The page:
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Book Review

A Practice of Anesthesia for Infants and Children, 3rd edition

Fisher, A. P.

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European Journal of Anaesthesiology: March 2004 - Volume 21 - Issue 3 - p 252
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A Practice of Anesthesia for Infants and Children,3rd edition

C. J. Coté, I. D. Todres, N. G. Goudsouzian, J. F. Ryan (eds)

Saunders: Philadelphia, USA, 2001, 777 pp; indexed, illustrated

ISBN: 0-7216-7286-8; Price £60.00

The third edition of a 'standard text' has built admirably upon previous versions. The authorship is entirely North American but with a multiple rather than single institution base, which characterized previous editions. Thus, a wider view than before of the practice of paediatric anaesthesia is presented by an impressive array of authors in their respective fields.

Subject matter has also been widened with the inclusion of chapters on the psychological development of the child, ethical issues in paediatric anaesthesia, outpatient anaesthesia and an excellent chapter on anaesthesia for children with repaired or palliated congenital heart disease. This recognizes the increasing likelihood of coming across these children in one's own practice. Certainly it has been a very timely chapter for me.

Each chapter's heading and sub-heading structure, summarily presented at its start, is then clearly followed in an attractive, two-column per (slightly less than A4) page text. This is generously interspersed with informative figures, tables and drawings, all of which I found made for easy reading. Extensive reference lists support the didactic teaching style of the text with evidence of searches typically to 1998 or later in some instances.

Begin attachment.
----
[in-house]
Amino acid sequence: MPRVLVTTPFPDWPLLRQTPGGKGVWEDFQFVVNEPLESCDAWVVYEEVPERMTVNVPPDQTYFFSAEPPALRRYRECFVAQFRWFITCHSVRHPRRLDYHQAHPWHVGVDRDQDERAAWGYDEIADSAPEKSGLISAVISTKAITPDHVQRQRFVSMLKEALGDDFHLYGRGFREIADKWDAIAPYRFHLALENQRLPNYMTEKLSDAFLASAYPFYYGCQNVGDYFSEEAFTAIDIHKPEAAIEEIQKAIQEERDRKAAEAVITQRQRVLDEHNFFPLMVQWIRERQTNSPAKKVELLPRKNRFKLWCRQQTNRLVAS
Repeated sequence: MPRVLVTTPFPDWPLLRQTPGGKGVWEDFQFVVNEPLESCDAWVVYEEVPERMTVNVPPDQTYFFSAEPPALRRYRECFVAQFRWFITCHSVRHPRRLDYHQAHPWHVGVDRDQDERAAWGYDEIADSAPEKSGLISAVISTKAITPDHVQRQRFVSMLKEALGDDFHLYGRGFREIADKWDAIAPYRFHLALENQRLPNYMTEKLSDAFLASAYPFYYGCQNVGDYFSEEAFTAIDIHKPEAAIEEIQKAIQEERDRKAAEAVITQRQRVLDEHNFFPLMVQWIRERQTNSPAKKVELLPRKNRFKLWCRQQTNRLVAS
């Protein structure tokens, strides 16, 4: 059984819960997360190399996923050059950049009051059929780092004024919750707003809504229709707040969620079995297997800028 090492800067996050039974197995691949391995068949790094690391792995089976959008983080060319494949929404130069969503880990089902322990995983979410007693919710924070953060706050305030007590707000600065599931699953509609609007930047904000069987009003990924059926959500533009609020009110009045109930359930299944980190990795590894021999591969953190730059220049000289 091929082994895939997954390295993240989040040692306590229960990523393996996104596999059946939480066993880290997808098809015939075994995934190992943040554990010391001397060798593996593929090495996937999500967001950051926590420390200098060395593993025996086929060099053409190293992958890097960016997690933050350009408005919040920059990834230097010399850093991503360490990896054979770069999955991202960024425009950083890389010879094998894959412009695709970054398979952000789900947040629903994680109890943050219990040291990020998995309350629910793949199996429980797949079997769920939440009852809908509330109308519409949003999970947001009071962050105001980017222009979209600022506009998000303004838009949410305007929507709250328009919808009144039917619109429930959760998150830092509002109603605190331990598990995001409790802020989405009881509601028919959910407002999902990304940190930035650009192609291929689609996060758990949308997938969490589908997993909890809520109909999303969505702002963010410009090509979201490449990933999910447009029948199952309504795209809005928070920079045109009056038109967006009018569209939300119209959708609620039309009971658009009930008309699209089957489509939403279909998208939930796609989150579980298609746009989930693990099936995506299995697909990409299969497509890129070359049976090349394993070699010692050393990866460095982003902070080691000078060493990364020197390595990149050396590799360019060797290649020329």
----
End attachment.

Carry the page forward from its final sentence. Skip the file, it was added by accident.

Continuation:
There seems little, if anything, to which one cannot find reference in this very complete and logically organized book. Indeed, it exudes practical applicability as well as academic richness. This includes such conundrums as what to do with the child with a runny nose or the problems of babies disappearing inside scanners. Repetitions occurred infrequently and, as the initial overview chapter emphasized, usually referred to important subjects such as apnoea and the former pre-term infant.

The book is a well-matured product that engagingly meets the needs of the readership to which it aspires, students and seasoned practitioners alike in paediatric anaesthesia. Unless you really cannot cope with American spelling and the occasional reference to longish-sounding surgical times, then I believe that you would find its purchase to be money very well spent.

A. P. Fisher

London, UK

© 2004 European Society of Anaesthesiology